Let's create a simple illustration of a mouse and then let me show you how to create various strokes and outlines for this adorable cartoon animal. I love drawing mice. These animals are visually amazing and are offering simple challenges that are fun to deal with. Chances are that you probably already had the opportunity to sketch this cute animal.
Before proceeding with this lesson, let's take a look at the illustration above to learn a little bit more about this character. Drawing a rat instead of a mouse is something that can happen to all of us. Let's prevent that from happening! ;)
Good! Now that we are more familiar with this illustration of a mouse, let's proceed to the tutorial using a few basic shapes and several amazing curved lines.
It's always a good idea to draw basic shapes to end up with accurate proportions right from the start. First, sketch a large circle to form the head. Add a large oval shape below the first one to represent the cheeks. Large circles are used to illustrate the ears. The body is made from two more circles while the arms and hands are created from long and thin rectangles.
Using mostly long and short curved lines, you can now create our illustration of a mouse while following all shapes created earlier. Pay attention to areas like the ears, the chin, the cheeks, the hands, the feet and the bottom of the body. Once you are done, you can erase all basic shapes created in the first step.
Both feet are made from broken lines (or like three triangles placed side-by-side). Legs are not visible since they are probably hidden behind the fur of the cartoon mouse.
You can also sketch the tail of the character using long curved lines. Make sure the tail is large, but narrower and sharper near the end.
You can now draw the eyes using large circular shapes. Pupils are made from smaller circles (or simply large dots). Then, you can draw the nose using a triangle as a guideline and sketch the mouth and teeth using multiple straight lines. Notice the large distance separating the eyes and the nose of the mouse.
Inside the ears, draw a long curved line to create patches. More curved lines are added above the cheeks of the animal. Finally, you can complete this character by drawing a long curved line on t he stomach to create the final patch. That's it! This cartoon animal is now completed!
For this example, our illustration of a mouse is filled with a light grey color. Patches found around the mouth and on the stomach a filled with a brighter version of this same color. The nose is colored in pink while patches located inside the ears as well as the tail are filled with a light pink color. Finally, you can make both feet slightly darker than the body.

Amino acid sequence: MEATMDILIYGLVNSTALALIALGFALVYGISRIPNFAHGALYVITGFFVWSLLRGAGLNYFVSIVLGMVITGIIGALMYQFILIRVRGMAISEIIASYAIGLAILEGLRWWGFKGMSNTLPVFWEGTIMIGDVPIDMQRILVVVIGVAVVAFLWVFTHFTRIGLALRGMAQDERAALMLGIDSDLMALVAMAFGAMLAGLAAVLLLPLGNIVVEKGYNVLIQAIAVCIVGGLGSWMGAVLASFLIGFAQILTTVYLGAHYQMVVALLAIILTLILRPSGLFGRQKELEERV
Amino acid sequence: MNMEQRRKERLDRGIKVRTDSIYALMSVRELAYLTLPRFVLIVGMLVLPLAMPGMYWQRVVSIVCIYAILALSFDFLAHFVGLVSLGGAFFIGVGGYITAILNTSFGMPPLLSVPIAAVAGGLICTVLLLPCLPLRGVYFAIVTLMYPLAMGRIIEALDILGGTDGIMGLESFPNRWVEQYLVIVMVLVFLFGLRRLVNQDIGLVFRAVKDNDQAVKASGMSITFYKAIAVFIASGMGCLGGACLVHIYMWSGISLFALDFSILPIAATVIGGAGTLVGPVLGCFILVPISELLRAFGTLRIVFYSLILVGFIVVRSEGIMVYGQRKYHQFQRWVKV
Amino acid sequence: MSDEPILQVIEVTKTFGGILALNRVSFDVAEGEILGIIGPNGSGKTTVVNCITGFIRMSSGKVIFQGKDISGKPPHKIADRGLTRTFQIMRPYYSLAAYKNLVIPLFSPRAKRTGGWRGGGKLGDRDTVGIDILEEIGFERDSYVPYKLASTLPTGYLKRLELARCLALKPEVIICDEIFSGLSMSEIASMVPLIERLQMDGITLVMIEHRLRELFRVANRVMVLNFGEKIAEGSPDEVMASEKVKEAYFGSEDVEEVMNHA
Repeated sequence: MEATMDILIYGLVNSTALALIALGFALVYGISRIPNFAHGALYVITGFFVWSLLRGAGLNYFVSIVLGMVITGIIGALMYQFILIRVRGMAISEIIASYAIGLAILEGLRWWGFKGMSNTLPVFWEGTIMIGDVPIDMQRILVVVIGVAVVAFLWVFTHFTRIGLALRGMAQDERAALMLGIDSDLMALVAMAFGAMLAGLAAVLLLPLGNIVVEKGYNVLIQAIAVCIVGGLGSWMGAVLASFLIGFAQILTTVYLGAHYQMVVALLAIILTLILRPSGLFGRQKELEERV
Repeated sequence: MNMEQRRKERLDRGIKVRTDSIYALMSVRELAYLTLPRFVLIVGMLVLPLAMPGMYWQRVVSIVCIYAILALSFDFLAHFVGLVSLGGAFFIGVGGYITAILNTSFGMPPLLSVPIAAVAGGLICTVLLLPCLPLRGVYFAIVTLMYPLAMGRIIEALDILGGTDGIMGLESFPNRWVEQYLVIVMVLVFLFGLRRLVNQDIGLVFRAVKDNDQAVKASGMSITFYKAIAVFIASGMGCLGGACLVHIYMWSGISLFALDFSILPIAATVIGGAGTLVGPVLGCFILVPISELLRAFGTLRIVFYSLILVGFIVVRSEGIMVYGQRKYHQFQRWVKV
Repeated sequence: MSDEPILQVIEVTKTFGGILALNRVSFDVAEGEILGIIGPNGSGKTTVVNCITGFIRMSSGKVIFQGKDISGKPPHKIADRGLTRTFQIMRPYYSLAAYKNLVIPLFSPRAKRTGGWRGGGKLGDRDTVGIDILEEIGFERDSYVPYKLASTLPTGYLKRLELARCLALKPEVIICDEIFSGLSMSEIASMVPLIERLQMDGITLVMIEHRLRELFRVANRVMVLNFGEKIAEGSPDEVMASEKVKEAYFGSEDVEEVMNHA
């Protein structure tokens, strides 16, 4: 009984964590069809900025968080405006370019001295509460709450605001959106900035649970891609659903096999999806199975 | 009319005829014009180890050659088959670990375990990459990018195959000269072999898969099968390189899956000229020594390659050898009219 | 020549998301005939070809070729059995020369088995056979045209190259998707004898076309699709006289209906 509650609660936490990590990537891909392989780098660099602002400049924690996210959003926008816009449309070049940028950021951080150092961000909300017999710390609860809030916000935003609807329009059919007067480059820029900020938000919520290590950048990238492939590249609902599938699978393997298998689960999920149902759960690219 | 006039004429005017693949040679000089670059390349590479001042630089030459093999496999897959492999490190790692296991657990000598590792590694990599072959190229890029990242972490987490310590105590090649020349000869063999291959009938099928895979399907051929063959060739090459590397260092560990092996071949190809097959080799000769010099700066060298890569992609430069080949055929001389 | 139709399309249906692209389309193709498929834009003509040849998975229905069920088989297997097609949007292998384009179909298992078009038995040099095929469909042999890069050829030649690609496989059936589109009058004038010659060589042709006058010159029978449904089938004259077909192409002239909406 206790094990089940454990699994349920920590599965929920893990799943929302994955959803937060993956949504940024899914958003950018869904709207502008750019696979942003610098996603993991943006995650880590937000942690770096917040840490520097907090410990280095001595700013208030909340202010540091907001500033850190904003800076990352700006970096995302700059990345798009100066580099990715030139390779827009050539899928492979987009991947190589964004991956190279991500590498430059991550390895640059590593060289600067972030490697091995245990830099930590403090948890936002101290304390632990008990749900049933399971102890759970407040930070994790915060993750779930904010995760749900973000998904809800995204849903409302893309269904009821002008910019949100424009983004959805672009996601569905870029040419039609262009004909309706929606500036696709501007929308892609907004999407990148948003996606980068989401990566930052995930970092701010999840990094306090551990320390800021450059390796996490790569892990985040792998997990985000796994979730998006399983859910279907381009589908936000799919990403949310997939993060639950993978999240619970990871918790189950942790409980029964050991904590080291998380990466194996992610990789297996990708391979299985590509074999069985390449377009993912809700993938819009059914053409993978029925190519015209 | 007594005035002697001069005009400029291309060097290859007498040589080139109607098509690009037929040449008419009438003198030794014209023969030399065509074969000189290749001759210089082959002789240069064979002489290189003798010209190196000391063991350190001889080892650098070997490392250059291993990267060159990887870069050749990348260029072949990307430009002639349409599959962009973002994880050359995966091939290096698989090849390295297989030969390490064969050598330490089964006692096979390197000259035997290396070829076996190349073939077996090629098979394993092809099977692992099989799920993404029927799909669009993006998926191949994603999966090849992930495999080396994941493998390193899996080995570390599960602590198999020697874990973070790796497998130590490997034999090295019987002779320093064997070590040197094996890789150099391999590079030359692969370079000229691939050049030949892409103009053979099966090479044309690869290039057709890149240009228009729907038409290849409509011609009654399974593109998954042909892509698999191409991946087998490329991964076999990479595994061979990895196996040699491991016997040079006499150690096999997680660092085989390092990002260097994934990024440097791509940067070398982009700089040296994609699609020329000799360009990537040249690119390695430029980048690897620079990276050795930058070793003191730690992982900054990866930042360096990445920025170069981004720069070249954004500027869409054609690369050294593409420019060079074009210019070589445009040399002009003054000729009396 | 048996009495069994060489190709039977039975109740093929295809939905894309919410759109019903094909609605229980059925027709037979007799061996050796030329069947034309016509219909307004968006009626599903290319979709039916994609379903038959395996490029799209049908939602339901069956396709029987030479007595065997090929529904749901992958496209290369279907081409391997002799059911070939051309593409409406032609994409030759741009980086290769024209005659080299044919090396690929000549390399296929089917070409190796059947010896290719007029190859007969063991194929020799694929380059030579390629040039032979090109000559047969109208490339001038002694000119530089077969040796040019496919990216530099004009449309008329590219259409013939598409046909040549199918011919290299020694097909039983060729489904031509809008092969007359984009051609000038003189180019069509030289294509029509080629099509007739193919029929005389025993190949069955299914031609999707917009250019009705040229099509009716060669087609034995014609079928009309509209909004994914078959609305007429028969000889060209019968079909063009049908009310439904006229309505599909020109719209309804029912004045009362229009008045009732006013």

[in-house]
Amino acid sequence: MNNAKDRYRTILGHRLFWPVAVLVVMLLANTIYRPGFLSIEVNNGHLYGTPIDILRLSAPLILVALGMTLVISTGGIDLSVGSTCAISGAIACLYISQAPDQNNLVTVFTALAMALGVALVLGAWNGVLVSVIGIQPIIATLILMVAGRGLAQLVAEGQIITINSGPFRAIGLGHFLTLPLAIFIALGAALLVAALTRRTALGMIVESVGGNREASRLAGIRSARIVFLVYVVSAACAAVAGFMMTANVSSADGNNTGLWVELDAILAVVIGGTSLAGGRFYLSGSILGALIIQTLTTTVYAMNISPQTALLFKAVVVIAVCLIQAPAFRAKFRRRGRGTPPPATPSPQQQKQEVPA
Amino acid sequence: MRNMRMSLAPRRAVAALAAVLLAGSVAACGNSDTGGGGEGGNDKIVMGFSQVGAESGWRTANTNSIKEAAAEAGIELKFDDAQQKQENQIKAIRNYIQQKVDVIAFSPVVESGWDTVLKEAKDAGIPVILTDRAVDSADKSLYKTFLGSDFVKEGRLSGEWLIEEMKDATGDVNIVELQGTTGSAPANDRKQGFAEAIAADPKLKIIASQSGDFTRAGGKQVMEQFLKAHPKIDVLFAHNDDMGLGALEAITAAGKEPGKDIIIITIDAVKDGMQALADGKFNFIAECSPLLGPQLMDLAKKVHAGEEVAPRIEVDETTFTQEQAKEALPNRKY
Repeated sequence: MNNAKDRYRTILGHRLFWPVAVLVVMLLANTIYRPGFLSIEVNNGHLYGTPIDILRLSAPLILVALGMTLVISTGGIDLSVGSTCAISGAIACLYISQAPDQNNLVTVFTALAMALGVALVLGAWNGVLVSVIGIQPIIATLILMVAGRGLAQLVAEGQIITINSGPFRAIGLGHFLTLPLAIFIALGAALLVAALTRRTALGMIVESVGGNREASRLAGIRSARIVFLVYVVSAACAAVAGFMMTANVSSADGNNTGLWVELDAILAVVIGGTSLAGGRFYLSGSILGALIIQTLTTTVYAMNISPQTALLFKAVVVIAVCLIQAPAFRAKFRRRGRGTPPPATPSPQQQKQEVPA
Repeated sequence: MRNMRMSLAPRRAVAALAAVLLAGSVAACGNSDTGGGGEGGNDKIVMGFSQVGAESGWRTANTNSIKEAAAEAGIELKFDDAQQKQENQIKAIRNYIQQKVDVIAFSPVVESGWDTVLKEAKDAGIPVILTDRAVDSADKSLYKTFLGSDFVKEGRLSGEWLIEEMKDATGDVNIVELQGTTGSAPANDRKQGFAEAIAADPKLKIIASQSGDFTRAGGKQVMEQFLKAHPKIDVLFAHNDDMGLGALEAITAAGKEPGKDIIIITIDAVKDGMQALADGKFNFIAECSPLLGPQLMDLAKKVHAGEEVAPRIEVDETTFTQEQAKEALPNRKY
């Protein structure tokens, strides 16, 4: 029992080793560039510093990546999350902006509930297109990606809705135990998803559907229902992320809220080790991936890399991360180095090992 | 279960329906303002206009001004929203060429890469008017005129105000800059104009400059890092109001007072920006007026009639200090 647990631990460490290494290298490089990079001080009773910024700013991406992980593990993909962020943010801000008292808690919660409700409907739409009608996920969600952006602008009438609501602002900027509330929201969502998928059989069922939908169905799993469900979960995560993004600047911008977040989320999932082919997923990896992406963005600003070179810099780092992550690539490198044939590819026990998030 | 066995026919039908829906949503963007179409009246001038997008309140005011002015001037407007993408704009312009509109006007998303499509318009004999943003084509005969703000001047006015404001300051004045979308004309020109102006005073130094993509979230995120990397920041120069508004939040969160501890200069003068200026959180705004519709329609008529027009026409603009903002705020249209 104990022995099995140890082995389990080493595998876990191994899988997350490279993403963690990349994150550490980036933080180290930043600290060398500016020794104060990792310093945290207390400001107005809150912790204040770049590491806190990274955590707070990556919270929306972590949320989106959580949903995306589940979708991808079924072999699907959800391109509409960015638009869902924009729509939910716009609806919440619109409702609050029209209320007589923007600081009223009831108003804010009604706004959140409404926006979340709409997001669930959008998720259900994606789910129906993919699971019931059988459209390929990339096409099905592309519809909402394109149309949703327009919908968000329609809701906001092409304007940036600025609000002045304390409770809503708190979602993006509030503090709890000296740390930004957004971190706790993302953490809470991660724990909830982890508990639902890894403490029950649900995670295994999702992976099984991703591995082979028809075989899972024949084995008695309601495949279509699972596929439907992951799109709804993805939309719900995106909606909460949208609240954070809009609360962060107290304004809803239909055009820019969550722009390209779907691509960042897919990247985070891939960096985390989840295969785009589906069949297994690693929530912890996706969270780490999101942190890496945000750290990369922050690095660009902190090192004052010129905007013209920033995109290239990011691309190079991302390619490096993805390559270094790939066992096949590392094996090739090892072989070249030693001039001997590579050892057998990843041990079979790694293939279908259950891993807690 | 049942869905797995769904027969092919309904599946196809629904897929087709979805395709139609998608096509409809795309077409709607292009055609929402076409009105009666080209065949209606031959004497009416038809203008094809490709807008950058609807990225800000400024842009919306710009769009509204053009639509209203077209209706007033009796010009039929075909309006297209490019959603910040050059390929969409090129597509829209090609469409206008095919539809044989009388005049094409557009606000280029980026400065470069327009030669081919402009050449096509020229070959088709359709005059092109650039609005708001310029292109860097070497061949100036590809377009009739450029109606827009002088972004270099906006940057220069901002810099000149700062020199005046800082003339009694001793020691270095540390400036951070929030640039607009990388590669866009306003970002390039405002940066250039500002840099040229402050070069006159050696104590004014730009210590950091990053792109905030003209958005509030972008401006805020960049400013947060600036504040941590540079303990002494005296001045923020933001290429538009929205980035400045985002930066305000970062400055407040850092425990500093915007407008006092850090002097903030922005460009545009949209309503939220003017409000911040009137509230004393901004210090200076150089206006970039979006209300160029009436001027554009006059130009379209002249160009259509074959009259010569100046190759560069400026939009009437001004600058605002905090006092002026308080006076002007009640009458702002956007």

We are not done yet! Of course, we spent a few minutes drawing a wonderful mouse like the one found below, but can we make this character even better? Yes we can! In this second part of the tutorial, let me show you how to draw various strokes and outlines using the same character. You will see that drawing new lines can help you create a whole new character.
The first obvious modification that can be made is adding colors inside these lines. See how the character feels different? Black outlines are fine, but switching to colors can make the difference between a boring character and one that is visually more stimulating.
In this second attempt, strokes are all the same except for their sizes. Indeed, all outlines are now thick and larger. What's the purpose of making all lines bigger? Well, an illustration like this one can be more appropriated for younger children or for images targeting younger people.
Did you noticed that all outlines so far were drawn with pointed ends? Simply watch the previous example with thick strokes to see what I mean. In the version found below, all lines are regular in width. Neither options is better than the other one. It's just a matter of taste!
In this final example, lines are drawn using a sketchy pattern similar to the one created using a basic pencil. Lines are still black, but they feel softer and lighter because of the nature of the stroke. That's a nice alternative if you want to create a character that is closer to reality.
I hope you had fun working with this illustration of a mouse. It's your turn now to experiment with various outlines and strokes to create something that will become original and unique. These were just a few basic examples of what can be done, but you can find more possibilities using different patterns, colors, width, textures and sizes. :)